Chargeback abuse is becoming a reality for many merchants, but for the diligent small business owner, it does not have to affect your bottom line. Take precautions when shipping to international addresses, of large quantity orders and repeated attempts to order on the same card. Fraud prevention measures can help you win the fight against e-commerce fraud.
Here at L3 Payments we all work very hard day in and day out, so when summer rolls around we like to take some time off (not all of us at once, of course) to recharge our batteries and do a bit of traveling. However, one person in our office recently took a trip that makes Bear Grylls look like Justin Bieber.
To give you some context, our underwriter, John Porichis, is known around the office for taking epic vacations each year. In fact, John has visited 6 of the 7 continents, with Antarctica being the only uncharted territory. Now, I’m no expert, but I’m pretty sure you have to be a penguin to go to Antarctica, so I won’t hold it against John if he doesn’t make it there (even though he tells me it’s possible for a human…and he would know!) But for all the cool stuff John has done, I think this latest adventure is the most impressive. John and his wife took a 23 hour journey from California to Tanzania where they spent 6 days climbing Mt.Kilimanjaro! It took 4.5 days to reach the peak at 19,345 feet and another 1.5 days to come down. Listen, I spent 1 night in a tent in my backyard with my son and nearly called it quits at 2:00am because I was uncomfortable and couldn’t sleep, so my brain can’t even begin to comprehend spending 6 days on the highest free-standing mountain in the world in freezing temperatures. So, hats off to John and his wife!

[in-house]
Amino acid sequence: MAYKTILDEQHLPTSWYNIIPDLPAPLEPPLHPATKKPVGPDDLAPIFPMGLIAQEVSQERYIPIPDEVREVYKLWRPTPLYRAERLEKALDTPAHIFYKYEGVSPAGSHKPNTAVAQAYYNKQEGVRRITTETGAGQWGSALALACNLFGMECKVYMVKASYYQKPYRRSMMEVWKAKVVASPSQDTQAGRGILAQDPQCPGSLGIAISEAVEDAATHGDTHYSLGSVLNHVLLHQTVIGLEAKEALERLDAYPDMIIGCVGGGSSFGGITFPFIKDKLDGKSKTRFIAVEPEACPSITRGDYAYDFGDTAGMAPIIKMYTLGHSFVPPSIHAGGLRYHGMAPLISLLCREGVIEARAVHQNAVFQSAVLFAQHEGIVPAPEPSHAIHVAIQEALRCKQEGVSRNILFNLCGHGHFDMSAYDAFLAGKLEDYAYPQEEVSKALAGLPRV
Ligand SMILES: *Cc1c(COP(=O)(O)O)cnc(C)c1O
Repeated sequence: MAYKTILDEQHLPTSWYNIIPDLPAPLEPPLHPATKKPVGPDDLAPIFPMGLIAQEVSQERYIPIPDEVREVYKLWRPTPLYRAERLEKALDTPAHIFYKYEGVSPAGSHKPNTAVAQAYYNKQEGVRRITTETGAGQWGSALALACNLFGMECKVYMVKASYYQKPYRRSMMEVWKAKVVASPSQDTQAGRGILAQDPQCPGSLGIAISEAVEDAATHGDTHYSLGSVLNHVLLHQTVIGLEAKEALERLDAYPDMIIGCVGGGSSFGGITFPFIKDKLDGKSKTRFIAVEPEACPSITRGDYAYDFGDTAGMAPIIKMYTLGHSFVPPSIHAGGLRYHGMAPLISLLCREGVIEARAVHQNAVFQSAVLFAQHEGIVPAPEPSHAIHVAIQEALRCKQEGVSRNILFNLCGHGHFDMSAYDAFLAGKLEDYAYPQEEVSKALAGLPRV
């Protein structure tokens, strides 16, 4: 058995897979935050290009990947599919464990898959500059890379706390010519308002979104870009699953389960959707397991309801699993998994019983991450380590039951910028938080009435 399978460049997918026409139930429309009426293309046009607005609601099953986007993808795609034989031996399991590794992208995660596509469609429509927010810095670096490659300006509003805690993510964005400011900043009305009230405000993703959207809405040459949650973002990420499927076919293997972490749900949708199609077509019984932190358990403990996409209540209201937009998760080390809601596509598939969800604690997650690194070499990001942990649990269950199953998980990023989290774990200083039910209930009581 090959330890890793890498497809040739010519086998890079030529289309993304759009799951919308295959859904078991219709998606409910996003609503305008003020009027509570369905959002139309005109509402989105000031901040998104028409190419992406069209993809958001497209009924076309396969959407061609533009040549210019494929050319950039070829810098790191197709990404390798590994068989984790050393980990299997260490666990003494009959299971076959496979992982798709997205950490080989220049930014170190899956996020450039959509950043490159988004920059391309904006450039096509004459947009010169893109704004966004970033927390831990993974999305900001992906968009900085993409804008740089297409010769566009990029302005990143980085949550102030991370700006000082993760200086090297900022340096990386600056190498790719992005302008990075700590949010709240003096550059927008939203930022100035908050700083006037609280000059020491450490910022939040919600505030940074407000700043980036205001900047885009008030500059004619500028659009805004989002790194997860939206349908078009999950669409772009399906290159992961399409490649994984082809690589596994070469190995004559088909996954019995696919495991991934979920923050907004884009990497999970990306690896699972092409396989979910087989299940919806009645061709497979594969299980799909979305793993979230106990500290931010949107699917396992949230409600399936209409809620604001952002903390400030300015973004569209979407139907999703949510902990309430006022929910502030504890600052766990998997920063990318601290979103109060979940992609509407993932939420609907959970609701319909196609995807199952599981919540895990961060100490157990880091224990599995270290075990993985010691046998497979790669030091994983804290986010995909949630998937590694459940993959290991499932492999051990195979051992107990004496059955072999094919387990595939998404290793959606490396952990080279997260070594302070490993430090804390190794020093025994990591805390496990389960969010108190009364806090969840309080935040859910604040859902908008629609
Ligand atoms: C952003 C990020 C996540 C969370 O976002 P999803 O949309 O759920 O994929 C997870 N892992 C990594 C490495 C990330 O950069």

Here are some pictures from John’s amazing trip.
Also newsworthy this month, Melody Lashmar recently posted several informative articles; the most recent titled “Picking the Pockets of Merchants“. Here, Melody provides some interesting insight into how merchants and third-party processors are often the scapegoat when consumers overspend.
Until next time, we hope you enjoy the rest of your summer and please feel free to reach out to us on Facebook, Twitter, our blog, or via email (firstname.lastname@example.org) with any questions or comments. Take care!
By Melody Lashmar – It’s that time of the month again… I get cranky and tired and irritated. I know what you are thinking and I assure you, it’s not hormonal. It’s the result of the monthly roundtable call I participate in where I get updated on many of the ridiculous, and often government funded, attacks on merchants and third-party processors. To be fair, I will agree that not all the actions are ridiculous.
Every month the legal section starts with “WOW, it’s been quite a month”. The utterance of the phrase is almost laughable now in that there are so many “actions” against payment participants on the originating side of the equation that what should be “quite a month” is merely “business as usual”. All these actions seem to be in the name of protecting the forever-innocent consumer and the bank that services them.
Let’s see, this past month consumers were unable to make appropriate decisions Continue reading
In the retail world, con artists have always attempted to outsmart unsuspecting business owners. If they’re shopping in a store, they may swap one price tag for a lower one or purchase expensive merchandise for a special occasion, wear it and then return it, claiming that they had problems with the item.
Whether your business is brick and mortar or your primary profits come from an online boutique, you may be faced with the growing problem of “cyber shoplifting.” This is a phenomenon where swindlers try to con retailers out of merchandise by making purchases and denying they received them or claiming to send back products that the merchant never receives. If you’ve ever been hit with a bogus return, you know what a hassle it is to deal with the banks and fight the fraud.
The anonymity associated with making purchases online means the Internet retailer takes that payment on good faith. In spite of the challenges of cyber shoplifting, you don’t have to sit back and let it happen to your business. There are safeguards you can put into place to prevent fraud and reduce your chargeback rate.